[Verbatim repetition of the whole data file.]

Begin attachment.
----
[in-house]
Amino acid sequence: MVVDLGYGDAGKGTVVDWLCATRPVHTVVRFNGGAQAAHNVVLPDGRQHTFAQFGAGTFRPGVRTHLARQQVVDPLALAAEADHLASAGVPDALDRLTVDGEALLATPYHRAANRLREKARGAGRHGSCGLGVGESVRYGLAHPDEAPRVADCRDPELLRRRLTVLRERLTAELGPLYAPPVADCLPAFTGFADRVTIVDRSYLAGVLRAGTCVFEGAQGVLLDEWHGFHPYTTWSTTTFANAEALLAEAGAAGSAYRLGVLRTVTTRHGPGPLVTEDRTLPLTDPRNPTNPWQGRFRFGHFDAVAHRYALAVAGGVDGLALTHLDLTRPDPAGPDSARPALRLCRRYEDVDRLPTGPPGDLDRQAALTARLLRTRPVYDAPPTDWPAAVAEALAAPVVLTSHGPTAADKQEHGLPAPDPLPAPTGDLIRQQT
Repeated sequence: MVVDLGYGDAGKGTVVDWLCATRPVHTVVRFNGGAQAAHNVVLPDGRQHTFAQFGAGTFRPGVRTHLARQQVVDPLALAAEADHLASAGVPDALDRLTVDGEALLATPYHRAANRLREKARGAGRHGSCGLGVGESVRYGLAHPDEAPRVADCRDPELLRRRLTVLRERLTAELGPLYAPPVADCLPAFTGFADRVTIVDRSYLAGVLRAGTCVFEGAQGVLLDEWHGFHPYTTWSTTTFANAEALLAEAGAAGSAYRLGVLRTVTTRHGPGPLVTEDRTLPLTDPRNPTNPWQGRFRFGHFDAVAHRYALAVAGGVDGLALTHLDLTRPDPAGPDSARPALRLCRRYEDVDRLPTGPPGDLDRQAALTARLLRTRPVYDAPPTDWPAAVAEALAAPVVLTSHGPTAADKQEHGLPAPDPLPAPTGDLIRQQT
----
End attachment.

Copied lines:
[in-house]
Amino acid sequence: MVVDLGYGDAGKGTVVDWLCATRPVHTVVRFNGGAQAAHNVVLPDGRQHTFAQFGAGTFRPGVRTHLARQQVVDPLALAAEADHLASAGVPDALDRLTVDGEALLATPYHRAANRLREKARGAGRHGSCGLGVGESVRYGLAHPDEAPRVADCRDPELLRRRLTVLRERLTAELGPLYAPPVADCLPAFTGFADRVTIVDRSYLAGVLRAGTCVFEGAQGVLLDEWHGFHPYTTWSTTTFANAEALLAEAGAAGSAYRLGVLRTVTTRHGPGPLVTEDRTLPLTDPRNPTNPWQGRFRFGHFDAVAHRYALAVAGGVDGLALTHLDLTRPDPAGPDSARPALRLCRRYEDVDRLPTGPPGDLDRQAALTARLLRTRPVYDAPPTDWPAAVAEALAAPVVLTSHGPTAADKQEHGLPAPDPLPAPTGDLIRQQT
Repeated sequence: MVVDLGYGDAGKGTVVDWLCATRPVHTVVRFNGGAQAAHNVVLPDGRQHTFAQFGAGTFRPGVRTHLARQQVVDPLALAAEADHLASAGVPDALDRLTVDGEALLATPYHRAANRLREKARGAGRHGSCGLGVGESVRYGLAHPDEAPRVADCRDPELLRRRLTVLRERLTAELGPLYAPPVADCLPAFTGFADRVTIVDRSYLAGVLRAGTCVFEGAQGVLLDEWHGFHPYTTWSTTTFANAEALLAEAGAAGSAYRLGVLRTVTTRHGPGPLVTEDRTLPLTDPRNPTNPWQGRFRFGHFDAVAHRYALAVAGGVDGLALTHLDLTRPDPAGPDSARPALRLCRRYEDVDRLPTGPPGDLDRQAALTARLLRTRPVYDAPPTDWPAAVAEALAAPVVLTSHGPTAADKQEHGLPAPDPLPAPTGDLIRQQT